Will UK.gov crack down on itself for missing Cookie Law deadline?
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Most government websites will fail to comply with new laws on cookies when the Information Commissioner's Office (ICO) begins formally enforcing them next week, the Cabinet Office has said, according to reports.
Websites store cookies on a user's computer, but new EU laws say users should be given the choice whether they consent to websites tracking their behaviour.
Although the new laws were implemented in the UK by amendments to the Privacy and Electronic Communications Regulations (PECR) last year, the ICO placed a year's hiatus on enforcement action in order to enable organisations time to comply with them. That deadline expires next week, with the ICO set to begin its enforcement regime from 26 May.
However, according to a report by the BBC, the Cabinet Office has said that the "majority" of government websites will not meet the requirements of PECR in time for the deadline.
"As in the private sector, where it is estimated that very few websites will be compliant by the 26th May, so it is true of the government estate," a Cabinet Office spokesman said, according to the BBC. "The majority of department websites will not be compliant with the legislation by that date."
Work is ongoing to ensure that the websites, believed to belong to both local authorities and central Government departments, "achieve compliance at the earliest possible date," the Cabinet Office said, according to the BBC.
In 2009 the EU's Privacy and Electronic Communications (e-Privacy) Directive was changed to demand that storing and accessing information on users' computers was only lawful "on condition that the subscriber or user concerned has given his or her consent, having been provided with clear and comprehensive information … about the purposes of the processing". Consent must be "freely given, specific and informed".
An exception exists where the cookie is "strictly necessary" for the provision of a service "explicitly requested" by the user – so cookies can take a user from a product page to a checkout without the need for consent, for example.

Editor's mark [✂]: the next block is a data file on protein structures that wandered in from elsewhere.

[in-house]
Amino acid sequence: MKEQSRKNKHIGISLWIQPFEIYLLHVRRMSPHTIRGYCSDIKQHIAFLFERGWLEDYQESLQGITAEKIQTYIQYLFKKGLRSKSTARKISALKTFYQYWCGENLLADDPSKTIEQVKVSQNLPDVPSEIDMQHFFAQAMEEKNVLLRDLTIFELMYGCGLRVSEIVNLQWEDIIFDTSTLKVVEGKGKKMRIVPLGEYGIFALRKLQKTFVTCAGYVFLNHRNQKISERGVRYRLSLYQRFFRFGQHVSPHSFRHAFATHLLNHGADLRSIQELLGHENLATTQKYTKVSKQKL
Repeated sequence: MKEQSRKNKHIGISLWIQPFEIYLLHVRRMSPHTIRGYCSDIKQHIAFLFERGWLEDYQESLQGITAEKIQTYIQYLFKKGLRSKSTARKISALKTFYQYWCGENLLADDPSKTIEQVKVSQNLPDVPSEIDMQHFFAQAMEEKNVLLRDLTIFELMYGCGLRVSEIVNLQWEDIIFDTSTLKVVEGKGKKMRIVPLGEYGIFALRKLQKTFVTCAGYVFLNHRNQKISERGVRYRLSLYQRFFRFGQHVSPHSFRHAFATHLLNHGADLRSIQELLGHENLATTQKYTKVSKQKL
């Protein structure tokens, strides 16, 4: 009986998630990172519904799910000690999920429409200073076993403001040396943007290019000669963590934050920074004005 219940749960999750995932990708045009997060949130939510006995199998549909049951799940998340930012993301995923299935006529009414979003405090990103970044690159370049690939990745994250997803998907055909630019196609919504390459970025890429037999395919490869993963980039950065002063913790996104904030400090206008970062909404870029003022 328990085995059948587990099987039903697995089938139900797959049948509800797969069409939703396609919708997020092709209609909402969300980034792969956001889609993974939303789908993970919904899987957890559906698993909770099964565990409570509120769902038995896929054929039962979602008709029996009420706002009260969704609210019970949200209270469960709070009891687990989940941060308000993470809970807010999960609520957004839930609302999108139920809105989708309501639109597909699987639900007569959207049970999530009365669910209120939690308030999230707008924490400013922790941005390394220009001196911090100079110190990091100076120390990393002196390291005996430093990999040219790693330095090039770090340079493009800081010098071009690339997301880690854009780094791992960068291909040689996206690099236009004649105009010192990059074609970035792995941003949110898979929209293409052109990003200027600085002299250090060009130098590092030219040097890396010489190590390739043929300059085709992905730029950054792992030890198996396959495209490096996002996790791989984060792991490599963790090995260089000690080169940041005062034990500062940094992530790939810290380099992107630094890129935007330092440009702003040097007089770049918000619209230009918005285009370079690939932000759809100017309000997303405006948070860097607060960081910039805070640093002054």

The ICO has issued non-prescriptive guidance on how website operators can meet the new consent requirements.
Consent can also be gleaned from preferences that users choose when visiting a website. Website features, such as videos, that remember how users personalise their interaction can also determine user consent.
The government has been working with website browser manufacturers in the hope that more intuitive privacy controls over cookies would be developed and be available to users through their browser settings. However, despite advances towards the development of new standards in this area, those technical solutions are not yet available.
A spokesperson for the ICO told Out-Law.com last year that it was up to individual organisations to work out which technical method is best suitable for obtaining users' consent.
“By next May we expect businesses and organisations to have clear information about the way in which cookies are operating on their websites and to be obtaining consent to set those cookies," they said. "Exactly how far each organisation will need to go in getting consent will depend on exactly what the purpose of the cookie is. Certainly, having widely available and easily understood information that is relevant to users’ is fundamental."
The ICO has the power to impose penalties of up to £500,000 on websites that breach PECR.
The watchdog has already intimated that a single breach could be sufficient to trigger the levying of a fine. However, it has also admitted that it is not likely to take action against website operators that use data analytics cookies, which measure the number of users of websites and how those individuals use them, if those operators have failed to meet the standards for consent for those cookies.
The ICO is due to host a press briefing today at which further detail about the way the watchdog is planning to enforce the new laws is likely to emerge.
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